I think the case of the tail landing rockets however is entirely different. Rockets have been tried before to bring objects safely to the ground. In wartime Britain inventors of the Department for Miscellaneous Weapons Development (DMWD sometimes known as The Wheezers and Dodgers) reasoned that if one could let a load fall free from an aircraft and only slow it down just before it crashed into the ground there would be less chance of it being hit by gunfire on the way down. Moreover it would be easier to drop it on a precise target as there would no longer be the problem of wind drift that a parachute experiences. The Wheezers and Dodgers had a record of many major contributions to Britain’s war effort (including floating track ways to allow faster unloading from the Mulberry Harbour off the Normandy beachhead). However they seem to have had an almost unquestioning faith in the utility and reliability of rockets and produced many devices dependent upon their use,They devised a delivery system called Hajile in which the cargo (such as a Jeep) was lashed to a pallet to which powerful solid fuel rockets had been fixed. A weight on a rope hanging beneath the pallet would hit the ground first and trigger the rockets which would slow the falling load so that it touched down gently. Initial trials over water showed that the rockets did indeed slow the pallet down to a near stop just before it hit the water (and sank).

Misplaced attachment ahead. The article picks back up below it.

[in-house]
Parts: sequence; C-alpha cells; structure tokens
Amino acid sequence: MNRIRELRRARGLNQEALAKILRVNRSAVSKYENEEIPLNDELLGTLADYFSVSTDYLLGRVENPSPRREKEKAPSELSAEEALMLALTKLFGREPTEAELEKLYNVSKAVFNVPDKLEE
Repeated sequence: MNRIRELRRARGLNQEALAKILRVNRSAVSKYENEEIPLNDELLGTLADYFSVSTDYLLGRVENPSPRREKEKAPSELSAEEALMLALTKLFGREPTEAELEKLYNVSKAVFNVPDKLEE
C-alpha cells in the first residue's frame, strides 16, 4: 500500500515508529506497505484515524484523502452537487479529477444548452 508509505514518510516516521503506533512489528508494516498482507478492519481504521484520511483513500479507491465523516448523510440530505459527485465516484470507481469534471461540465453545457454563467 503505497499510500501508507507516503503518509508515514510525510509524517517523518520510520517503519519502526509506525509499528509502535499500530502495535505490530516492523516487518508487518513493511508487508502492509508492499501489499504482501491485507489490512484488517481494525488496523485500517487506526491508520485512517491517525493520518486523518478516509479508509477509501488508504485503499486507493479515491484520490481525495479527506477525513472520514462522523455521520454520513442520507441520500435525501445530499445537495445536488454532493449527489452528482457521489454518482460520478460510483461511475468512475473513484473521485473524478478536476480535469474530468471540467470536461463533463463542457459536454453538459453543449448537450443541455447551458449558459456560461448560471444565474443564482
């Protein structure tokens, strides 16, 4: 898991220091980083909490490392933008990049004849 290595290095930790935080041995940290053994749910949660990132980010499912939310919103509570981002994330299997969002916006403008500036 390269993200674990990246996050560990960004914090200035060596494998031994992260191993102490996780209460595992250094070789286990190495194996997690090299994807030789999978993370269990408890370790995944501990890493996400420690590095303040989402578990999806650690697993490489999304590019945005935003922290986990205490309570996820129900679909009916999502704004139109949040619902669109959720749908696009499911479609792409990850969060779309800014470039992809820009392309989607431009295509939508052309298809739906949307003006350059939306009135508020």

Trials over land had less success, on some occasions the rockets failed to fire and Hajile buried itself in the ground whilst on other occasions they were not powerful enough so that a very hard landing resulted. The system was very susceptible to the timing of individual rockets firing and burning out, the pallet could easily become destabilised. In one trial he pallet and its load could be seen falling towards the ground when, just before impact, the rockets fired. Amid smoke and flames the falling object slowed and came to a halt. But the rockets were still firing and so it began to rise again back into the air. When it gained some height the rockets on one side of the pallet are ran out of fuel and stopped. The remaining rockets were still blazing away and the pallet became unbalanced and flipped over so that it started back down again down impelled by both gravity and the power of the rockets that still remained firing. It hit the ground with considerable force and disintegrated. After some effort the rocket firing became more reliable but the pallet still flipped over on landing. It took considerable research to discover that the problem lay in the fact that the very powerful rockets were blasting out a bowl shaped cavity immediately below the Hajile. This bowl reflected back the rocket blast into the bottom of the pallet flipping it over. The problem had still not been solved until after the D Day landings and the big Hamilcars glider had entered service by which time it was considered that Hajile would not be needed and the project came to a halt.